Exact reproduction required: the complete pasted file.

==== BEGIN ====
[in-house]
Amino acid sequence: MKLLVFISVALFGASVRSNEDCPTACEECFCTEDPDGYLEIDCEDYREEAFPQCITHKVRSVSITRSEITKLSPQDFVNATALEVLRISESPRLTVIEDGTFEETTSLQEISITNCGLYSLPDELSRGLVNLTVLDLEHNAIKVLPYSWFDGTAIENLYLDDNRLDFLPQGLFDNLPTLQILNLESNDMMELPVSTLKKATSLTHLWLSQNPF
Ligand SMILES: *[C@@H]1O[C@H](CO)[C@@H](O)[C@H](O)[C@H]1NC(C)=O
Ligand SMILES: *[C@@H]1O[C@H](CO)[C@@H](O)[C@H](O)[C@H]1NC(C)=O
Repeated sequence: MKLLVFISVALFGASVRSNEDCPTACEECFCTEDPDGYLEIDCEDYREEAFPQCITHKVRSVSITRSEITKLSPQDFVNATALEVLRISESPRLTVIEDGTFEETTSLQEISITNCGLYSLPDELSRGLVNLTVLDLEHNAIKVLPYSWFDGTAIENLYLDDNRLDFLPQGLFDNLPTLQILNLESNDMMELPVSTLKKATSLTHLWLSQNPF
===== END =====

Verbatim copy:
[in-house]
Amino acid sequence: MKLLVFISVALFGASVRSNEDCPTACEECFCTEDPDGYLEIDCEDYREEAFPQCITHKVRSVSITRSEITKLSPQDFVNATALEVLRISESPRLTVIEDGTFEETTSLQEISITNCGLYSLPDELSRGLVNLTVLDLEHNAIKVLPYSWFDGTAIENLYLDDNRLDFLPQGLFDNLPTLQILNLESNDMMELPVSTLKKATSLTHLWLSQNPF
Ligand SMILES: *[C@@H]1O[C@H](CO)[C@@H](O)[C@H](O)[C@H]1NC(C)=O
Ligand SMILES: *[C@@H]1O[C@H](CO)[C@@H](O)[C@H](O)[C@H]1NC(C)=O
Repeated sequence: MKLLVFISVALFGASVRSNEDCPTACEECFCTEDPDGYLEIDCEDYREEAFPQCITHKVRSVSITRSEITKLSPQDFVNATALEVLRISESPRLTVIEDGTFEETTSLQEISITNCGLYSLPDELSRGLVNLTVLDLEHNAIKVLPYSWFDGTAIENLYLDDNRLDFLPQGLFDNLPTLQILNLESNDMMELPVSTLKKATSLTHLWLSQNPF